His thoughts were simple. Sometimes you need to fire the idea, not the person, he said. Run the numbers without blame. Then fix the problems.

Getting rid of judgment helps people be objective and take risks. Risks produce results. Taking risks in education can get a person low scores, though, so there’s fear.

Fear about things real or imagined shuts good people down.

Fear does not produce vision.

Fear is conquered by vision.

Vision, luckily, is found in a cup of coffee with a friend. It pours out our hearts into the vortices swirling throughout the mugs into reality. All the little things mixing and colliding in the swirls…that’s the vision. Every sip, gulp, cup waiting for a sip–vision. Leaving the cup on the counter to go cold is missing the possibilities–so easy to do when rushing around. Steam goes uncaptured into the universe. Vision lost.

But sitting with my friend, vision pushes aside inconsequential girl talk. It says things like, “Sounds like you might consider,” and “That happens to me. I’ve tried…” or “I notice you write a lot about this, but I’d really like to read it if you wrote this…” or “I’d buy that idea…”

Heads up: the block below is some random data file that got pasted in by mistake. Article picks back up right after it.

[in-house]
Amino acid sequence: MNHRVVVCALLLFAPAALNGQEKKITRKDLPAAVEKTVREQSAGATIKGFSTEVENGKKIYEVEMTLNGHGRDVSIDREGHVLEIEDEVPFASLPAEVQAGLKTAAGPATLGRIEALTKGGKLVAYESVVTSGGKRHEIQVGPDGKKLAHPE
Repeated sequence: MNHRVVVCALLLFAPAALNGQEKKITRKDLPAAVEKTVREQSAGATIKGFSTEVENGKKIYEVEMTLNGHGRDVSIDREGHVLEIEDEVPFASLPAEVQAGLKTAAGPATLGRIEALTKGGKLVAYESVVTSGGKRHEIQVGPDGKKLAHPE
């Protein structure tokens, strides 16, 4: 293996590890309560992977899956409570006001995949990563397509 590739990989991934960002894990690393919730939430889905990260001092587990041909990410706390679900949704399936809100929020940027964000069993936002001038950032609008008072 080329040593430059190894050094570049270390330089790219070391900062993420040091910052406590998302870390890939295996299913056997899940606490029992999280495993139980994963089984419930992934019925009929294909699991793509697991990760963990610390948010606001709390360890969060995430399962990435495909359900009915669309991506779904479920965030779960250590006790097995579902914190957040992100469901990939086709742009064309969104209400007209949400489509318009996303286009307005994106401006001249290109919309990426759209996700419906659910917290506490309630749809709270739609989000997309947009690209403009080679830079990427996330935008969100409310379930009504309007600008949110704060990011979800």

Every single time I meet Vision Friend, I leave with a dozen working plans. On a good day, I have pages of notes. On a crazy day, we’ve got blogs, businesses, books, and concepts racing around the room trying to get to the finish line first so we might convert them to reality.

Vision conquers fear. And accountability defeats complacency. Inaction. Inertia. This is why vision needs company. It needs someone to say, “Hey, you told me you were going to….how’s that going?”

Otherwise, we’re tempted to “forget” we promised to do something, and vision dies. Vision often requires courage, support, and the swirly things in a cup of coffee to produce results. Follow-through. Reality.

I know vision’s in the room when my heart leaps just a bit and the notepad comes out. The more I surround myself with friends who make my heart leap just a bit and pages fill on notepad, the better I become. I want to be better. And I want to make other people feel that they are better for having known me.

It’s a simple goal. One I hope I can meet. I think I can, if I have just one more cup of coffee…with my good friend.


My “vision” friend, Alicia, blogs here: WriteSolutions under the tag “Student Learning Is No Accident.”